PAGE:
Michelle Gonzalez-Green’s elbows are covered with paint and she can’t stop smiling.

“I sold my first artwork and we were barely open an hour,” she says at the opening of The AfroBombastic Exhibit, which launched The584, Gonzalez-Green’s downtown Durham design studio and community space, last Friday. “I’ve almost made my first month’s rent.”

The584, named after the South Bronx apartment block that Gonzalez-Green’s grandmother lived in for fifty-seven years, inhabits the space above H. Eugene Tatum III’s law offices on East Main Street, looking out at Carolina Soul Records and Bar Brunello through a trio of second-floor windows. Tatum had been using the room for storage but is more than happy to see it rejuvenated in Gonzalez-Green’s hands.

She plans to use the small walkup as her own art and design studio and gallery. Multitalented and restless, she welds, sculpts, does installation and mixed-media work, and has tech and maker skills. And she’s anxious to install a makeshift darkroom, too.

“I want to explore everything in a space that’s big enough for me to do it,” Gonzalez-Green says. “But I also need other people to share it, in part for inspiration.”

In addition to providing a home for her work and curation projects, The584 will be open for community use for exhibits, meetings, workshops, and other purposes. She’s envisioning an 80 percent people-of-color constituency. Kept intentionally unfinished, the space is a throwback to times when urban real estate was rough, cheap, and abundant.

Gonzalez-Green has certainly seen a lot of spaces and organizations come and go as development and gentrification have shifted socioeconomic lines and deepened racial disparity in Durham. You need a handful of fingers to count off the Durham nonprofits she’s worked for, including SEEDS, SeeSaw Studio, and Liberty Arts Studios & Foundry, of which she was executive director until a few weeks ago.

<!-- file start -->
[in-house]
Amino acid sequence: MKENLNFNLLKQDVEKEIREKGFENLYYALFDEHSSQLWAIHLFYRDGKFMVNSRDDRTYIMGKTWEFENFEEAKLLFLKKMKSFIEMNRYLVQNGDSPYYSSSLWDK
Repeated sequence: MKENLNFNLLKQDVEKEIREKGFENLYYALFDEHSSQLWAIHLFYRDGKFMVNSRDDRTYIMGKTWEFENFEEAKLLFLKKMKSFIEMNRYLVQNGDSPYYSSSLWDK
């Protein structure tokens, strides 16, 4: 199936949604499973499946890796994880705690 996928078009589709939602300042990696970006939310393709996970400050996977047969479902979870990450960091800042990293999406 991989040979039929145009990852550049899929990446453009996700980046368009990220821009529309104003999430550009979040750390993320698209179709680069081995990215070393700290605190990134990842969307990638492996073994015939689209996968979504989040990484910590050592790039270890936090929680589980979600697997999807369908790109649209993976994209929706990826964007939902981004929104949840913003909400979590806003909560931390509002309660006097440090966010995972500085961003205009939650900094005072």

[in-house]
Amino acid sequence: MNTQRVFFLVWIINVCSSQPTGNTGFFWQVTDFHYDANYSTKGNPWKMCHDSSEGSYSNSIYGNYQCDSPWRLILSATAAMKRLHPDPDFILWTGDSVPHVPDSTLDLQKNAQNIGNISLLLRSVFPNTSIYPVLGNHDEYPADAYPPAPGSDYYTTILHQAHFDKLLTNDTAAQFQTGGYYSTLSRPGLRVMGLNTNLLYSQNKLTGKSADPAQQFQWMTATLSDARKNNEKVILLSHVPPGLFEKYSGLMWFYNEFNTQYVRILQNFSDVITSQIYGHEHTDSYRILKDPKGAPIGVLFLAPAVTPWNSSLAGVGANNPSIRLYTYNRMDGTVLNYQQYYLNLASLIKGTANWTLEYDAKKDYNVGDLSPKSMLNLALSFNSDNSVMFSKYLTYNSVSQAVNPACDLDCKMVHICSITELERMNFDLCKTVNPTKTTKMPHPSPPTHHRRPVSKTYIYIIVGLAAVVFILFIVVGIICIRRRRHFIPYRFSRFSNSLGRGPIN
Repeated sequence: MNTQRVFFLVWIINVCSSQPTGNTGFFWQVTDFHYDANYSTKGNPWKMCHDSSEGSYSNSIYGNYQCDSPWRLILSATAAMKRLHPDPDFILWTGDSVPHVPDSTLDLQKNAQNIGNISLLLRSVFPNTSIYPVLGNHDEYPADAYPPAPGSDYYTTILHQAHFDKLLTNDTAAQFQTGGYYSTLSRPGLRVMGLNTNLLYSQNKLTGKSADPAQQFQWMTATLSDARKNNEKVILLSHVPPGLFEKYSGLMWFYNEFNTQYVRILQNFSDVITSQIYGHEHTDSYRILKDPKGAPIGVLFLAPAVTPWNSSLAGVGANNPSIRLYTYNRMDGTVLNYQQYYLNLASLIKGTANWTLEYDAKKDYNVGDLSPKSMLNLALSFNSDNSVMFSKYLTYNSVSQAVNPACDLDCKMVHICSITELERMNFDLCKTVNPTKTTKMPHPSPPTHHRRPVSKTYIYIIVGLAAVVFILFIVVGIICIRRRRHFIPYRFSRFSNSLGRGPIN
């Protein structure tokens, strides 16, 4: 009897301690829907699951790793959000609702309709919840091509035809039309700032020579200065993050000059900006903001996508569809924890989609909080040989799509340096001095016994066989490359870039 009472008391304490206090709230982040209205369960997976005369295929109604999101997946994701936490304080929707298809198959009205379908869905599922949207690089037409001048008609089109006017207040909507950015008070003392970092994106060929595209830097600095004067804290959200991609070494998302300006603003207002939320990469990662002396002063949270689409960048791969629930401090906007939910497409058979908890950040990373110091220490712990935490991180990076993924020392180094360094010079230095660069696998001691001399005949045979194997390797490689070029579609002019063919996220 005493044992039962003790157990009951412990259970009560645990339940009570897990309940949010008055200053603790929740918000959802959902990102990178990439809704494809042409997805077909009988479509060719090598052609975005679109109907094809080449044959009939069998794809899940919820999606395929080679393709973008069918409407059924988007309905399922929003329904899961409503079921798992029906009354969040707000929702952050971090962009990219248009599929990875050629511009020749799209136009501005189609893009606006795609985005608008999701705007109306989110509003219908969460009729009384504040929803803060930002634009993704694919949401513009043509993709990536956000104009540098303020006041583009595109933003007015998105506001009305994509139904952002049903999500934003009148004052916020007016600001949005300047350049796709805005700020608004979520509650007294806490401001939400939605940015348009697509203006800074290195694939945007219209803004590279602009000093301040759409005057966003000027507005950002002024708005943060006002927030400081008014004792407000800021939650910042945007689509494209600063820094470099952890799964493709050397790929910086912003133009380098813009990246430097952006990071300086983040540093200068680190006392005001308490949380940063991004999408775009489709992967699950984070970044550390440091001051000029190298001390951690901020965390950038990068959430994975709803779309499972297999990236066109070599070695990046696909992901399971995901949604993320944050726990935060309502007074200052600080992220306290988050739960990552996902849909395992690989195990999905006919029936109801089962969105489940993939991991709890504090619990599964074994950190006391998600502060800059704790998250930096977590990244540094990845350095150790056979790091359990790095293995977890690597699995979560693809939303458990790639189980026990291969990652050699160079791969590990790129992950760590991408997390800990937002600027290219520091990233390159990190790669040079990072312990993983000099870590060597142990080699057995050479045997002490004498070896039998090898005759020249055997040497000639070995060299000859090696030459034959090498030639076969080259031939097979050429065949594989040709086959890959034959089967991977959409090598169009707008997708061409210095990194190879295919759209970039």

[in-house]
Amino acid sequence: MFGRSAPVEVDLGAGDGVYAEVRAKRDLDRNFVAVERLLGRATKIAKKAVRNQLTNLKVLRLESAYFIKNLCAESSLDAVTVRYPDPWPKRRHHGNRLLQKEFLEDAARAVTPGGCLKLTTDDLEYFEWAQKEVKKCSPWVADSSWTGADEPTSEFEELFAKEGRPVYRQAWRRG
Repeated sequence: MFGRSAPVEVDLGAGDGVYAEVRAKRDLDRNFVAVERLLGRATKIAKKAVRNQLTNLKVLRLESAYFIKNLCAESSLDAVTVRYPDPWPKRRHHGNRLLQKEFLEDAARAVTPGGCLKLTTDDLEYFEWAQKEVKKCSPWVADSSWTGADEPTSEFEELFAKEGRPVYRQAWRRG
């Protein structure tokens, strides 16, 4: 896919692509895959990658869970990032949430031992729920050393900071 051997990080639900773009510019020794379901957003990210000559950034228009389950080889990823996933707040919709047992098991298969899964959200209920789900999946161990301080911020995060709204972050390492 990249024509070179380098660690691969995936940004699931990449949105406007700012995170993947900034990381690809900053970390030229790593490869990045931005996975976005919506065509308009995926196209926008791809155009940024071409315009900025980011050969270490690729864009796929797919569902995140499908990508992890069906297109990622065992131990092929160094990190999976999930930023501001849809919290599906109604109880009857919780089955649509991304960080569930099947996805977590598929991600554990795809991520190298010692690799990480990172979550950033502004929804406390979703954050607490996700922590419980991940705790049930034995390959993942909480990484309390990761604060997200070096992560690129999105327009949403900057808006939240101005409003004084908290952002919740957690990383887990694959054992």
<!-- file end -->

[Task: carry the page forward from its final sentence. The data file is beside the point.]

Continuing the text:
“It’s going to be that small, underground space that used to be around in Durham and New Yorkplaces I knowand they don’t exist anymore,” she says. “Everything’s, you know, fancy schmancy now. It’s to prove a point that you don’t need a large space to have dope art.”

A basic working space is all Thaddaeus Edwards needs. Starting a few weeks before the opening, he and the rest of the African-American improv comedy troupe Improv Noir started gathering here for rehearsals on Sunday afternoons.

“It’s important for there to be people-of-color-owned spaces in Durham, but especially art spaces,” Edwards says. “That needs to continue, and I want to put my own energies into these spaces.”

“Pay me in pork rinds and we’re good,” Gonzalez-Green jokes. Her highly negotiable rental terms could also include cash, barter, or the purchase of studio things she needs. “All they need is space downtown where it’s private, and that’s really hard to find now for artists in small groups. So I get to curate what comes here and also what happens here.”

What happens in the space will have a lot to do with what happens around it. Gonzalez-Green reconfigured The AfroBombastic Exhibit barely a week before it opened after a long conversation with a homeless man behind the building. She wanted to express his experience of displacement through personal and political histories that are as coded into the landscape as they are into the memories of the people who’ve lived through them.

It’s a toehold on the front lines of the battle between new Durham and old Durham. Lean out the windows of The584 and you can see multiple glass-box construction sites rising. Look to the right and you can glimpse the base of the fallen Confederate monument a block east. Look straight down at a pothole in Main Street and an old streetcar rail peeks through the broken asphalt.

“This is the first African-Latina-run art site in downtown Durham,” Gonzalez-Green says with justifiable pride.

Visit www.the584.com for upcoming exhibits and hours.